It is, however, within the Eastern Orthodox Christian community that the exterior of the building often indicates a difference.   St. Theodosius Orthodox Cathedral (opened in 1912) has become a major symbol of our community’s diversity and one of the “must sees” in the Tremont Neighborhood.  Its multiple domes set it apart.  Yet, it is not alone – when many Orthodox Churches moved from the city the architectural style transferred to the new building they built in the suburbs.


These structures and the neighborhoods in which they were built are the consequences of the large scale European immigration that changed the demographics of the city in the years before the 1920s when immigration was restricted by the Quota Acts of 1921 and 1924.  Some would say that over that time Cleveland transformed from a New England city to an “Ellis Island” city.   But saying that neglects those who came to Cleveland from elsewhere in the United States – African Americans from the South, Appalachian migrants, and those from rural areas and small towns.   Migration and suburbanization would transform the population of old neighborhoods and old structures, both churches and businesses, were adapted to those changes.


That is essentially what AsiaTown has done along Payne Avenue where older structures have taken on new identities.   That transformation was made possible by the Immigration Act of 1965, which replaced the discriminatory laws that preceded it.   It opened up America and Greater Cleveland to cultures from across the globe seeking opportunity and security.   By the late 1970s the bulk of immigrants no longer came from Europe, but from South Asia, Asia, the Middle East and South America.  Their presence in Greater Cleveland can be seen in the languages in shop windows along Detroit Avenue and along West 25th Street, and in new religious structures that make statements about identity, culture, and belief – the Islamic Center of Cleveland and the Shiva Vishnu Temple, both in Parma, are important examples. But they are not alone.  Today there are over a dozen mosques, four Hindu temples, and three Buddhist temples in Greater Cleveland.  Each adds, both on the inside and outside, to the constructed culture of the community.


The multi-cultural evolution of our community has been astounding, but even more astounding, perhaps, is the manner in which old structures are repurposed and new structures and styles become accepted and considered symbols of a community that has a history of demographic change.  It is not, at times, an easy process for some now – and it wasn’t in the past.   The history of our immigration laws tells that tale.    Yet, the popularity of AsiaTown provides, one hopes, a counter narrative.

From Cars to Cans

Today, Clevelanders can celebrate the April 7th National Beer Day holiday with a choice from any number of thriving local craft breweries. On the original ‘New Beer’s Day’ in 1933 the area breweries weren’t ready to release new production yet, so the city celebrated the passing of the Cullen Act, legalizing the production & consumption of beer (with up to 3.2% alcohol content) with beer shipped in from outside the city. Regardless, as President Roosevelt famously quipped after signing the bill, it was a “good time for a beer”, and Clevelanders joined the nation in drinking over 1.5 million barrels of beer on that day. Cleveland brewing would be up and running just a month later when Pilsener became the first of the local breweries back on the scene in early May with its beloved P.O.C beer.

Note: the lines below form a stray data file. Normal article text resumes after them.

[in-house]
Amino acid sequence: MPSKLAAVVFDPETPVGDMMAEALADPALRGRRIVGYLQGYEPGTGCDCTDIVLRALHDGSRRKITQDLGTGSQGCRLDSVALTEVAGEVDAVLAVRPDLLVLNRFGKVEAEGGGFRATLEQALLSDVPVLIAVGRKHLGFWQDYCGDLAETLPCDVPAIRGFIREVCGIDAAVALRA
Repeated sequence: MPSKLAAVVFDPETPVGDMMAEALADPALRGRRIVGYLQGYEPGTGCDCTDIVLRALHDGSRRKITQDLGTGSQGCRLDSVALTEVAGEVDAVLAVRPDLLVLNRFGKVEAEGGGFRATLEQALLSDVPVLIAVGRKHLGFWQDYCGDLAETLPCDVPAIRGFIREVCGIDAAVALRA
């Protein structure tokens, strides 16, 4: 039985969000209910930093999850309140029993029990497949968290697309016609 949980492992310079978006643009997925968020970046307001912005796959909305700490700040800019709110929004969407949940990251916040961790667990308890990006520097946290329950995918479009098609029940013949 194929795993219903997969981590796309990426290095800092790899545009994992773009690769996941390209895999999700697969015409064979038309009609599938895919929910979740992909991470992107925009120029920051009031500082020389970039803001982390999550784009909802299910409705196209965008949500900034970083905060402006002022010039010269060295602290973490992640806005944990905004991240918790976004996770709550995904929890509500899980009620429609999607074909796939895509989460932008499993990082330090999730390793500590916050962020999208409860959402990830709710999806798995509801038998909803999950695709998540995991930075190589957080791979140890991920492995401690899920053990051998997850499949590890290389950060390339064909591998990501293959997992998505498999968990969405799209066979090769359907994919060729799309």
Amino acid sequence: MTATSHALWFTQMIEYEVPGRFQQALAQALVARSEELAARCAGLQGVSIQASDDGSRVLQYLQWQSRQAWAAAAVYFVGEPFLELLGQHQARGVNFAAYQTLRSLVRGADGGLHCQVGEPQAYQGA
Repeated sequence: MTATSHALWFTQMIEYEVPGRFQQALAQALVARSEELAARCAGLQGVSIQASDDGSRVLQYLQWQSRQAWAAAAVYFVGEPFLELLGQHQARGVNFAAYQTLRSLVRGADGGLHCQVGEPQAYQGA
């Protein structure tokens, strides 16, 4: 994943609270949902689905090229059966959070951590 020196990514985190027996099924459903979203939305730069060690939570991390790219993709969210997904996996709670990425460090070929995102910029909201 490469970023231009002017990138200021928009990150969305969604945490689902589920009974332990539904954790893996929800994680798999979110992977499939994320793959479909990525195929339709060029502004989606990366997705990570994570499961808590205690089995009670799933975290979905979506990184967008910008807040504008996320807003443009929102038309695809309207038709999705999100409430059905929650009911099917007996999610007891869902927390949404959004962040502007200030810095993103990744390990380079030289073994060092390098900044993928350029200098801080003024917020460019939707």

Cleveland breweries experienced a glorious, but brief, Brewing Renaissance after Prohibition’s repeal. The popular demand would also inspire more companies to turn to the profitable business of brewing as Prohibition rattled to its death. James Bohannon, President of Cleveland’s luxury car manufacturer Peerless Motors, believed the car company could not survive the looming Depression, but did see potential in brewing as early as 1931. The company began refitting its 8 acre manufacturing plant on Quincy Ave. into a brewery, and in 1933 officially reorganized as the Brewing Corporation of America.
The brewery and Black Label would see continued success through the 1950s—becoming the 4th largest brewer in the nation (although at that point it was controlled by Canadian Breweries Ltd.) At the same time, due to heavy competition paired with a gradual decrease in beer sales both in the city and across the country, all of the historic Cleveland brewers would slowly close their doors. Original beer production would end in Cleveland in the 1960’s, though Carling carried on until the company decided to close its Cleveland production in 1971. The Peerless building was then purchased by C. Schmidt and Sons, a Philadelphia company, and continued as the sole production brewery in Cleveland until it too closed its doors in 1984.
This adaptation of the Peerless factory is a favorite story with WRHS staff. The Crawford Auto-Aviation Museum boasts a sleek 1932 Peerless automobile built as a special project between Peerless and the American Aluminum Company (ALCOA). The chassis and engine were built completely out of aluminum here in Cleveland, while the aluminum body was done by the ALCOA team in Burbank, CA. The prototype was driven out to California with a temporary body in order to finish the build at ALCOA. Completed, it returned to Cleveland to find the company closing and reorganizing as a brewery. The automobile was kept on the floor of the brewery for some time as a type of mascot. It was so beloved that workers even hid it during WWII to keep the aluminum body from being scrapped for the war effort!